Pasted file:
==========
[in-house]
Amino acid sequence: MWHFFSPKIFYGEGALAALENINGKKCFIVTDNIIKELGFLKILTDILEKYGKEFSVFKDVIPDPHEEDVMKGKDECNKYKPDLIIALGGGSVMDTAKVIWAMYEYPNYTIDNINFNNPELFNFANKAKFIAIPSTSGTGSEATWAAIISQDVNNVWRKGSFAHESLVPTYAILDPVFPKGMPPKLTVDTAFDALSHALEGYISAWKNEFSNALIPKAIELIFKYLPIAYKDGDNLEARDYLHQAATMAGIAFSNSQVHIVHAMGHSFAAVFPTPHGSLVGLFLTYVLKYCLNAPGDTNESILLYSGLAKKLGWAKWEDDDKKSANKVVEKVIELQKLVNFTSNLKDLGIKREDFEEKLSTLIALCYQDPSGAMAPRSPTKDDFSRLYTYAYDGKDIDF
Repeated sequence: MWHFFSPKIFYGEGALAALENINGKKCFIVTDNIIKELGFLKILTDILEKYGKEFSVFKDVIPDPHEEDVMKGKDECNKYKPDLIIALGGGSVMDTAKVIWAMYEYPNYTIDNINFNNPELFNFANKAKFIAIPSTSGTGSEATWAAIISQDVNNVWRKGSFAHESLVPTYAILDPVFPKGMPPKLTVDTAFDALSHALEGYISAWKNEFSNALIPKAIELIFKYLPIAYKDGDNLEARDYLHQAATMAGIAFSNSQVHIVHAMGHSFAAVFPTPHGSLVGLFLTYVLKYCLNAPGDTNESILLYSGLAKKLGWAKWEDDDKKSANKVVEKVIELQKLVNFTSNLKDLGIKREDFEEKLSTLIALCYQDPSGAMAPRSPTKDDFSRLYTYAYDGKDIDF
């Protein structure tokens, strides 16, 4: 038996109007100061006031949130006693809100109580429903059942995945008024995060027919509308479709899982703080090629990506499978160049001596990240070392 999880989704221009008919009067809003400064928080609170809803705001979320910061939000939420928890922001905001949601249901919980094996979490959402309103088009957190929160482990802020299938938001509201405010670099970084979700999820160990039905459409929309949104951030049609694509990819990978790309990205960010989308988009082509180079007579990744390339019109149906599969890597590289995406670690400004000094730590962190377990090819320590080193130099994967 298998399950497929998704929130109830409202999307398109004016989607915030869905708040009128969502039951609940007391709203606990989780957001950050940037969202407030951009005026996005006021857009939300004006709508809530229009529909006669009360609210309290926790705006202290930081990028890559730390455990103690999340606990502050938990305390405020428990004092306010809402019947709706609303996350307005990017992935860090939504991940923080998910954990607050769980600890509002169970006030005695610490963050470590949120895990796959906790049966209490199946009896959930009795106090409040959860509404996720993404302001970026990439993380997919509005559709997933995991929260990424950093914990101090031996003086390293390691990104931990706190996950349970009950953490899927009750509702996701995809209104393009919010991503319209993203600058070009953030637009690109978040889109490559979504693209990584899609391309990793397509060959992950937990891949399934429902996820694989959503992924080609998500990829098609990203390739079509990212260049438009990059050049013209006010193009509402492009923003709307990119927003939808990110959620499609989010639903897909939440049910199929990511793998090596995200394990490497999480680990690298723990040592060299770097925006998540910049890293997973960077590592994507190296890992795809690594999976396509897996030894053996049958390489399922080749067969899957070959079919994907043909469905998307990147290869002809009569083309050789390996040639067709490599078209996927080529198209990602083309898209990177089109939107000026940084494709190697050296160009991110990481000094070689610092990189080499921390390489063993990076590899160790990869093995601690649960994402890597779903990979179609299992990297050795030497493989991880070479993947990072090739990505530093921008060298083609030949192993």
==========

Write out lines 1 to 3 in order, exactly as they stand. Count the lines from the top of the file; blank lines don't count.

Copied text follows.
[in-house]
Amino acid sequence: MWHFFSPKIFYGEGALAALENINGKKCFIVTDNIIKELGFLKILTDILEKYGKEFSVFKDVIPDPHEEDVMKGKDECNKYKPDLIIALGGGSVMDTAKVIWAMYEYPNYTIDNINFNNPELFNFANKAKFIAIPSTSGTGSEATWAAIISQDVNNVWRKGSFAHESLVPTYAILDPVFPKGMPPKLTVDTAFDALSHALEGYISAWKNEFSNALIPKAIELIFKYLPIAYKDGDNLEARDYLHQAATMAGIAFSNSQVHIVHAMGHSFAAVFPTPHGSLVGLFLTYVLKYCLNAPGDTNESILLYSGLAKKLGWAKWEDDDKKSANKVVEKVIELQKLVNFTSNLKDLGIKREDFEEKLSTLIALCYQDPSGAMAPRSPTKDDFSRLYTYAYDGKDIDF
Repeated sequence: MWHFFSPKIFYGEGALAALENINGKKCFIVTDNIIKELGFLKILTDILEKYGKEFSVFKDVIPDPHEEDVMKGKDECNKYKPDLIIALGGGSVMDTAKVIWAMYEYPNYTIDNINFNNPELFNFANKAKFIAIPSTSGTGSEATWAAIISQDVNNVWRKGSFAHESLVPTYAILDPVFPKGMPPKLTVDTAFDALSHALEGYISAWKNEFSNALIPKAIELIFKYLPIAYKDGDNLEARDYLHQAATMAGIAFSNSQVHIVHAMGHSFAAVFPTPHGSLVGLFLTYVLKYCLNAPGDTNESILLYSGLAKKLGWAKWEDDDKKSANKVVEKVIELQKLVNFTSNLKDLGIKREDFEEKLSTLIALCYQDPSGAMAPRSPTKDDFSRLYTYAYDGKDIDF